As an Alberta-based discovery and tool to support Canadian lamb production, and a novel product for the international market, a company is
optimistic of the tremendous potential this device and the processes that go into it will hold for the livestock industry.
How will this research help increase the competitiveness and profitability of Alberta’s agriculture industry?
With the development of a smart, handheld device for automatic blood analysis, this innovative technology can provide a more clear prediction of sheep pregnancy and litter size. Current livestock diagnostic methods generally involve expensive laboratory equipment run by specialized personnel. The creation of a point of care – pregnancy litter size (PoC PLS) tool will allow targeted nutrition management
of ewes to enhance lamb survivability and ultimately improve flock profitability & competitiveness.
•This device template would significantly decrease the cost of similar endeavors with other livestock.
•For the sheep industry alone, improved lamb survivability and reduced ewe pregnancy-related illness and dystocia is anticipated.
•This technology allows for cost-effective and decentralized diagnosis that is made accessible to remote or disadvantaged populations while reducing the time between sampling and treatment decisions
•reduced pregnancy related diseases and improved health and performance of live lambs born to properly fed ewes will be realized.
•Management advantages in saved feed and ewe maintenance costs and improved genetic selection will be
•had through the ability of flock managers to both identify culls and/or re-breed open ewes for other markets.
•Assuming 80% test accuracy and 50% adoption rate, this device could net a return of up to approximately $50 000/yr for Canadian Sheep owners
Why did RDAR invest in this research project?
RDAR has funded this Alberta-based discovery & tool to support Canadian lamb production. From this project we are optimistic of the tremendous potential this device and the processes that go into it will hold for the livestock industry. For the sheep industry alone, improved lamb survivability and reduced ewe pregnancy-related illness and dystocia is anticipated.
RDAR selected to fund this critical research because developments from this project will not only decrease costs of similar diagnostic endeavors with the sheep species but other livestock species as well.
Discussions with both large feedlot & cow/calf producers and large pharmaceutical companies indicate applicability to other species and other uses also exist. There is immediate need in the AB feedlot industry to detect pregnant feeder heifers for abortion, thus saving drug use & associated costs.
Lakeland College has a focus on reproductive and production efficiency research. This project will support the success of Alberta’s agriculture industry by the creation and use of beneficial new technology, tools, protocols and outreach that improve pregnancy and reproductive outcomes for our livestock industry.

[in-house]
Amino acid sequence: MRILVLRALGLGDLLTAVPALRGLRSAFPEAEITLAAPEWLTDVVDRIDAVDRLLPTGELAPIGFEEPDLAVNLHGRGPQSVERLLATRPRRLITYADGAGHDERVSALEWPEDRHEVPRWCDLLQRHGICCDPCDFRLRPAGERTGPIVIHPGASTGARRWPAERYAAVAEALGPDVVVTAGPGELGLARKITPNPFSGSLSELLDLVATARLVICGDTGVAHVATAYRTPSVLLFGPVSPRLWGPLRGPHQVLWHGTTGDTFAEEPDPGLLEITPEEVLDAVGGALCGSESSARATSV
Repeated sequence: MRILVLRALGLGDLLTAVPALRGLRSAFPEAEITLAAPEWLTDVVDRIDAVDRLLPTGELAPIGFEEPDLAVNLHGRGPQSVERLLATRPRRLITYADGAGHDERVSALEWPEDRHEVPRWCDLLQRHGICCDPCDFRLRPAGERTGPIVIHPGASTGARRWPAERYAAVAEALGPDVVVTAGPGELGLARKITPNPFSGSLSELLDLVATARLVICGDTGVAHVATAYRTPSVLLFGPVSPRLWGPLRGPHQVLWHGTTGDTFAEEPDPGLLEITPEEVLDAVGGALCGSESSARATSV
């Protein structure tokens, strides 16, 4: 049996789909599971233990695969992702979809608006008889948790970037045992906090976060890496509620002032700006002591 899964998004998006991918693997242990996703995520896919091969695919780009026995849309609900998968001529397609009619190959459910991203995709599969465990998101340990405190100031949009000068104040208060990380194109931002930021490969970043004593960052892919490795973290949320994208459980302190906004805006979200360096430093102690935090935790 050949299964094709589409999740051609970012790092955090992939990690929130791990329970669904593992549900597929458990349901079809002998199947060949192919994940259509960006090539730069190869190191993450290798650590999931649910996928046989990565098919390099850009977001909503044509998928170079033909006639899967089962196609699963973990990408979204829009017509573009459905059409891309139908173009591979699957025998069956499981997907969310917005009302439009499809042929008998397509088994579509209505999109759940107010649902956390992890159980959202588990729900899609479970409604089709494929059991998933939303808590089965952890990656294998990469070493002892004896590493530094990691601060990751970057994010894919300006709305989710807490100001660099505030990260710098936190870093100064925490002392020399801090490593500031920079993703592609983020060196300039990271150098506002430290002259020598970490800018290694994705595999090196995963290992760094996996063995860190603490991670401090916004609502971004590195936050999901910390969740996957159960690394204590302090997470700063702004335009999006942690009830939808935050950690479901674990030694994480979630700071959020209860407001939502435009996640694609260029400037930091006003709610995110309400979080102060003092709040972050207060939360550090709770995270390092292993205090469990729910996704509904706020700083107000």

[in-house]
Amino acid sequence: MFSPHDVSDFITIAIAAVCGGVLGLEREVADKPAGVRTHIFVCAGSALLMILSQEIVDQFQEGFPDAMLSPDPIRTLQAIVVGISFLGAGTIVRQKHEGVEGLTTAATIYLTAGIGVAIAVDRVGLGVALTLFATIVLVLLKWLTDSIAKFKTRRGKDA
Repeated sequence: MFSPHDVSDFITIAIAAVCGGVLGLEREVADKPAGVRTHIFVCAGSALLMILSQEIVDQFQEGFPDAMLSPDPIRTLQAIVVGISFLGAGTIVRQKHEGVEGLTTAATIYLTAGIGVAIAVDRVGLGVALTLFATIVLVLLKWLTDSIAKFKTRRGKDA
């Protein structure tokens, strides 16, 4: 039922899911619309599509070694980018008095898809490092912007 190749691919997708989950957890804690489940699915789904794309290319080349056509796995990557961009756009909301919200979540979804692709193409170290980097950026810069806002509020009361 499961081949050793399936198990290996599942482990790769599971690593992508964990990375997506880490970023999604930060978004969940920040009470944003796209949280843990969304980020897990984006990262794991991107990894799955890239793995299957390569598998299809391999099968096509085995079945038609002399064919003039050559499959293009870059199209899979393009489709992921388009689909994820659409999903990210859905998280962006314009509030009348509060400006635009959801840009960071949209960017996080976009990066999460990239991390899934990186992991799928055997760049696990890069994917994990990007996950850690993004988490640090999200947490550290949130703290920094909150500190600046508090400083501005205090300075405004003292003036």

These potential uses of this device will benefit the Canadian business economy and add value to companies poised to take advantage of the device and its’ processes.
What are the short-term research objectives for this project?
The central objective is to create an accurate, accessible and affordable device for independent, real time pen-side detection of ewe pregnancy and litter size (PLS) for those who either cannot access qualified ultrasound technicians and/or are unable to justify the costs due to their location or flock size.
This project proposes to develop a single handheld point-of-care device capable of accurately detecting both sheep pregnancy and estimating litter size at ~50 days into pregnancy. This device will be easy to use and perform chute-side diagnosis for flock managers on farm.
What are the long-term research outcomes for this project?
Outcomes related to both advancement of industry knowledge and advancement of technology readiness levels (TRL) will be pursued. Additionally, through the partnerships with industry there will be outreach events in at least 2-3 provinces to disseminate the knowledge gained and/or demonstrate the protocols for pregnancy and litter size detection.
Face-to-face meetings and/or virtual events will be organized to update industry on this novel technology. Print and radio outreach will take place in 4-6 different media outlets. Furthermore, strong industry support will enable our team to gather (through industry group surveys) valuable data on gestating and lactating ewe nutrition and health protocols plus lamb rearing systems for benchmarking purposes as we assess potential endusers of this tool on farm.
How will this project’s research knowledge be transferred and shared with producers?
•Traditional print outreach will be conducted using popular press like the national sheep magazine, provincial organization newsletters and
•regional radio spots or newspaper articles.
•The project team will organize a ewe reproductive tools mini conference/webinar through both the Technology Access Centre for Livestock Production (TACLP) at Olds College and the Lakeland College Centre for Agriculture Technology (CAT) Livestock Reproductive Technology Laboratory to invite qualified speakers on nutrition, ultrasound, laboratory diagnostic tools and our hand held detection tool to be showcased and demonstrated
•Collection of industry data for benchmarking purposes as it relates to gestating and lactating ewe nutrition and health protocols.
•At least one peer reviewed scientific journal publication submission, attendance at scientific conferences, producer meetings and
•presentations either or both oral & poster will be pursued to share the research findings with the academic community and industry at the end of the project.